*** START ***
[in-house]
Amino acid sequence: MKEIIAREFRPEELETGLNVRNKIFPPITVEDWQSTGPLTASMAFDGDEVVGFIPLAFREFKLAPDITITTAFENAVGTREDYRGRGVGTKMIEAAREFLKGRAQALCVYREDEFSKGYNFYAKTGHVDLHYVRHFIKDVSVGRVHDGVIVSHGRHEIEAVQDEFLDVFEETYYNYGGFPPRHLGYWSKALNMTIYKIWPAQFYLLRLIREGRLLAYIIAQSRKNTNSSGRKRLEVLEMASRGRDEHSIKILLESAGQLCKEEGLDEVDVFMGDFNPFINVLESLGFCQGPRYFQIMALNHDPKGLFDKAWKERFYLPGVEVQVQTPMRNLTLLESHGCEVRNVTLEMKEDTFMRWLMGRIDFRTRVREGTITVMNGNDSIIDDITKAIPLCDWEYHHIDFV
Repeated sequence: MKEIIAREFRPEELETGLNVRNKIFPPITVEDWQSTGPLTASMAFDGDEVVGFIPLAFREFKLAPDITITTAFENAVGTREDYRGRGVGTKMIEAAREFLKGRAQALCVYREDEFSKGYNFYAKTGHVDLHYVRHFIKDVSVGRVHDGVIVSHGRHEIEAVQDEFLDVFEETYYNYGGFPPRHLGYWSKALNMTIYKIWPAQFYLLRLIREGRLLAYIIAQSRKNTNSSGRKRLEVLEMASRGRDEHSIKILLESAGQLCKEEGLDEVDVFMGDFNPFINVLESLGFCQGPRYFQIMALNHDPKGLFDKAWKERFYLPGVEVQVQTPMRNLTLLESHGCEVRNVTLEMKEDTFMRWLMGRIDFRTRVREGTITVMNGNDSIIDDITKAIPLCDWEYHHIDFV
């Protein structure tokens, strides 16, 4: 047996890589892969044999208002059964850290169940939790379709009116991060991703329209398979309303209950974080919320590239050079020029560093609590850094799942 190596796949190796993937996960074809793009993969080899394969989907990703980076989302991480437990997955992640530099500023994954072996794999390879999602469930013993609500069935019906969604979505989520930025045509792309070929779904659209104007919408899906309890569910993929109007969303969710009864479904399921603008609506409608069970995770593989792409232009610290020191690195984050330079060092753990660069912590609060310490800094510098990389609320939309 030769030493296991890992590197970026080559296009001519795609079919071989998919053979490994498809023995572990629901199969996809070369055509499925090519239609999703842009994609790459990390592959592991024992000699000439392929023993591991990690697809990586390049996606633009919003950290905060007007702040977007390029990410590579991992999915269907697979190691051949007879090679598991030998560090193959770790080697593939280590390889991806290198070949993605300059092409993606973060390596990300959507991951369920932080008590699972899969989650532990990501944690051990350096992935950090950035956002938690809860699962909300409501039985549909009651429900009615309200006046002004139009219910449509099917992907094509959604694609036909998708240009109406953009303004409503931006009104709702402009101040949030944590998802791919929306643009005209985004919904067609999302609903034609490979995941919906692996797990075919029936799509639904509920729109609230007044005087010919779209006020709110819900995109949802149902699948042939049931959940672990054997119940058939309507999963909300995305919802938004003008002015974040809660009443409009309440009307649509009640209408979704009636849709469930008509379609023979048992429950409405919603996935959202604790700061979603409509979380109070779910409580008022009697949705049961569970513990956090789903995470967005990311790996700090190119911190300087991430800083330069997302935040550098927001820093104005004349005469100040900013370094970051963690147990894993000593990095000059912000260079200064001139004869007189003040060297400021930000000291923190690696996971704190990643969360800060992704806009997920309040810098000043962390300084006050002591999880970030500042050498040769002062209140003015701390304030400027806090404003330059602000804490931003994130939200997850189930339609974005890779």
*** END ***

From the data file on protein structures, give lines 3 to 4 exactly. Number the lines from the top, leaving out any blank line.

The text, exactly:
Repeated sequence: MKEIIAREFRPEELETGLNVRNKIFPPITVEDWQSTGPLTASMAFDGDEVVGFIPLAFREFKLAPDITITTAFENAVGTREDYRGRGVGTKMIEAAREFLKGRAQALCVYREDEFSKGYNFYAKTGHVDLHYVRHFIKDVSVGRVHDGVIVSHGRHEIEAVQDEFLDVFEETYYNYGGFPPRHLGYWSKALNMTIYKIWPAQFYLLRLIREGRLLAYIIAQSRKNTNSSGRKRLEVLEMASRGRDEHSIKILLESAGQLCKEEGLDEVDVFMGDFNPFINVLESLGFCQGPRYFQIMALNHDPKGLFDKAWKERFYLPGVEVQVQTPMRNLTLLESHGCEVRNVTLEMKEDTFMRWLMGRIDFRTRVREGTITVMNGNDSIIDDITKAIPLCDWEYHHIDFV
């Protein structure tokens, strides 16, 4: 047996890589892969044999208002059964850290169940939790379709009116991060991703329209398979309303209950974080919320590239050079020029560093609590850094799942 190596796949190796993937996960074809793009993969080899394969989907990703980076989302991480437990997955992640530099500023994954072996794999390879999602469930013993609500069935019906969604979505989520930025045509792309070929779904659209104007919408899906309890569910993929109007969303969710009864479904399921603008609506409608069970995770593989792409232009610290020191690195984050330079060092753990660069912590609060310490800094510098990389609320939309 030769030493296991890992590197970026080559296009001519795609079919071989998919053979490994498809023995572990629901199969996809070369055509499925090519239609999703842009994609790459990390592959592991024992000699000439392929023993591991990690697809990586390049996606633009919003950290905060007007702040977007390029990410590579991992999915269907697979190691051949007879090679598991030998560090193959770790080697593939280590390889991806290198070949993605300059092409993606973060390596990300959507991951369920932080008590699972899969989650532990990501944690051990350096992935950090950035956002938690809860699962909300409501039985549909009651429900009615309200006046002004139009219910449509099917992907094509959604694609036909998708240009109406953009303004409503931006009104709702402009101040949030944590998802791919929306643009005209985004919904067609999302609903034609490979995941919906692996797990075919029936799509639904509920729109609230007044005087010919779209006020709110819900995109949802149902699948042939049931959940672990054997119940058939309507999963909300995305919802938004003008002015974040809660009443409009309440009307649509009640209408979704009636849709469930008509379609023979048992429950409405919603996935959202604790700061979603409509979380109070779910409580008022009697949705049961569970513990956090789903995470967005990311790996700090190119911190300087991430800083330069997302935040550098927001820093104005004349005469100040900013370094970051963690147990894993000593990095000059912000260079200064001139004869007189003040060297400021930000000291923190690696996971704190990643969360800060992704806009997920309040810098000043962390300084006050002591999880970030500042050498040769002062209140003015701390304030400027806090404003330059602000804490931003994130939200997850189930339609974005890779």